We will be stuck with high interest rates for a longer period of time. It could cause the Nasdaq to nosedive. The best we can hope for is to find a cornucopia of value stocks we’ll be able to harvest. Because the market has been riding so high, a market crash will finally make our favorite stocks affordable. 

Here are three value stocks to consider when that happens.

Synopsys (SNPS)

Person holding mobile phone with logo of American technology company Synopsys Inc. (SNPS) on screen in front of web page. Focus on phone display. Unmodified photo.
Source: T. Schneider /

Investors might know Synopsys (NASDAQ:SNPS) is in the semiconductor industry and regularly hits new all-time highs, but they might not realize exactly what it does. Essentially, it verifies that semiconductors from chipmakers such as Advanced Micro Devices (NASDAQ:AMD) and Intel (NASDAQ:INTC), its two largest customers, work as they are designed. It provides electronic design automation (EDA) software engineers use to create and test integrated circuits. The artificial intelligence (AI) boom has sent demand for Synopsys’ EDA software skyward.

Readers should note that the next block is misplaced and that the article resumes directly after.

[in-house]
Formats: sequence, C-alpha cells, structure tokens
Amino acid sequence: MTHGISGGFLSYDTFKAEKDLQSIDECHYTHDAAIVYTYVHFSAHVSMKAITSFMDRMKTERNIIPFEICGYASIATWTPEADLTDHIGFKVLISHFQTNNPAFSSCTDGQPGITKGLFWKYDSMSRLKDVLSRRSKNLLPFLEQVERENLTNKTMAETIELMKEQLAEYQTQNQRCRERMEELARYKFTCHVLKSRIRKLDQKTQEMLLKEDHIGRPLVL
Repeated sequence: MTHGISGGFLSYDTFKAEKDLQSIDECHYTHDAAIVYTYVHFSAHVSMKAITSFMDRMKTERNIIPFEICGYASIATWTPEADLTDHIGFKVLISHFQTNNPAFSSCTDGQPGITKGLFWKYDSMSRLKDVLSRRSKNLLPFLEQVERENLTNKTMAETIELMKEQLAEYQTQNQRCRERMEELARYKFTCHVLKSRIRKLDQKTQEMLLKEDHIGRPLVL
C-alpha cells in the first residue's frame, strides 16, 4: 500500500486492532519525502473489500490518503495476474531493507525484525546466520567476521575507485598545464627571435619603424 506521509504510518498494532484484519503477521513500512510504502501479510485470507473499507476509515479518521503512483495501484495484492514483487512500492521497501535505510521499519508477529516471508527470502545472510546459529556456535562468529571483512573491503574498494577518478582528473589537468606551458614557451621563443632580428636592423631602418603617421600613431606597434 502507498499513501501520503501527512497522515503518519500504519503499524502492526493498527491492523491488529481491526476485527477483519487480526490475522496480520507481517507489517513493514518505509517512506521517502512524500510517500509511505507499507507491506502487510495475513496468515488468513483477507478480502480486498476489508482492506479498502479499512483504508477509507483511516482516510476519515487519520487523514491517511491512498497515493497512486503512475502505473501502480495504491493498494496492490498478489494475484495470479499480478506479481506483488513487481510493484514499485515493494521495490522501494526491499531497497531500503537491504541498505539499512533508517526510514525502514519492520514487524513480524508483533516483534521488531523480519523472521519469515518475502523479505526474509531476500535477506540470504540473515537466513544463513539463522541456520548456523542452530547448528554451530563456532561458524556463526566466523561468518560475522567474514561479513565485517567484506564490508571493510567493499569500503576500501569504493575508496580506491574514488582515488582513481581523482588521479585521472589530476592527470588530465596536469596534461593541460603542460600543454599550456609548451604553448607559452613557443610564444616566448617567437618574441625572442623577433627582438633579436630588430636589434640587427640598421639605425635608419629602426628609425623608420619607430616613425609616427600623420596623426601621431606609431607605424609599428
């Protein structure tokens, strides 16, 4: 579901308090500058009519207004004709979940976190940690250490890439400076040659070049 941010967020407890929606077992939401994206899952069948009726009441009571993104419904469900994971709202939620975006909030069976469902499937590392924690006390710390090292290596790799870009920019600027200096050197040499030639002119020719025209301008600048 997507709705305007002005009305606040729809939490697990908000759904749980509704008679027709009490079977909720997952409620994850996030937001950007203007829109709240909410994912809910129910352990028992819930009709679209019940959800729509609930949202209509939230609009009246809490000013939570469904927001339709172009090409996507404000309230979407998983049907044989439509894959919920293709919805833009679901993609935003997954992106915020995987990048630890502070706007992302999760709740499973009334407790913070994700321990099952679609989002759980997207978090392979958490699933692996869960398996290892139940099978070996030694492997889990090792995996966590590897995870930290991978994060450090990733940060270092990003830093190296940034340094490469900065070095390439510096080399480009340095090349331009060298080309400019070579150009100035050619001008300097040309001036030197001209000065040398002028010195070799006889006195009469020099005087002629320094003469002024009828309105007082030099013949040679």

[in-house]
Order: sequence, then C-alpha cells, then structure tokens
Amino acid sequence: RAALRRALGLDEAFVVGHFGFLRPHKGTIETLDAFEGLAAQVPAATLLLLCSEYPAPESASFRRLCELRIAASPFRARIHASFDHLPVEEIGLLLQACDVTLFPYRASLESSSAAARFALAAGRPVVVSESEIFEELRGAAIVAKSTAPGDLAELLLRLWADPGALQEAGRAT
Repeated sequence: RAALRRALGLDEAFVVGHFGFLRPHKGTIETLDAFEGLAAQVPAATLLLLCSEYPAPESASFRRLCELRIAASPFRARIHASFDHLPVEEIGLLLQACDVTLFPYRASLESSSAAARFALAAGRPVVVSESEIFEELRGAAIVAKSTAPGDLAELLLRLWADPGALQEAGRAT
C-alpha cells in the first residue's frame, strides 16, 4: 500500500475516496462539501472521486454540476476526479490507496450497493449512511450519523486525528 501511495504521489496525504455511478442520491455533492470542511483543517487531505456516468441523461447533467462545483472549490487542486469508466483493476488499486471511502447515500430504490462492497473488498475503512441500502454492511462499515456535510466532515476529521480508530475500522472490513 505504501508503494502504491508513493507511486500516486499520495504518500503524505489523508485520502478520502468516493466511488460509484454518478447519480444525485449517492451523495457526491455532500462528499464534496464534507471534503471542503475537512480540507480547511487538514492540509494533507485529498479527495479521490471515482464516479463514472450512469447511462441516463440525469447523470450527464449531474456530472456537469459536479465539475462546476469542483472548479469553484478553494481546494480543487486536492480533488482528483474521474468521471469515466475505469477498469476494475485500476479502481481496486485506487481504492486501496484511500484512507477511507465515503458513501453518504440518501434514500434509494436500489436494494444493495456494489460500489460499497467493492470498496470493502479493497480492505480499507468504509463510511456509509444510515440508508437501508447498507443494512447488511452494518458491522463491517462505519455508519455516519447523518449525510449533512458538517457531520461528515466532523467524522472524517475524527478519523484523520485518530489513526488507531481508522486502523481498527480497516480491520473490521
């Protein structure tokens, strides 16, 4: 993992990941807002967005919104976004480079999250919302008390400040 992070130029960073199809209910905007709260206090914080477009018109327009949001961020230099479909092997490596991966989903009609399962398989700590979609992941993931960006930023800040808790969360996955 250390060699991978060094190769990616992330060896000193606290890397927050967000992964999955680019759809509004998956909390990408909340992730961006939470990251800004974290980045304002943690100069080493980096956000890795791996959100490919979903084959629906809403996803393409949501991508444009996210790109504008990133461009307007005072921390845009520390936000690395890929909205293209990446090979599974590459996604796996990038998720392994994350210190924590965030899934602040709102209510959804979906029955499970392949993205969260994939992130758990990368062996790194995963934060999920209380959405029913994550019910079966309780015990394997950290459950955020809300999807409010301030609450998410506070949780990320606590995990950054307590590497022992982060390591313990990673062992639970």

Fiscal second-quarter results showed revenue rose 15% from last year to $1.46 billion, sending adjusted earnings to $3 per share, 26% higher than the year-ago period. That allowed Synopsys to raise its full-year revenue guidance to $6.12 billion at the midpoint from its previous outlook of $6.09 billion. It now expects annual adjusted earnings between $12.90 and $12.98 per share from its earlier guidance of $12.86 and $12.94 per share.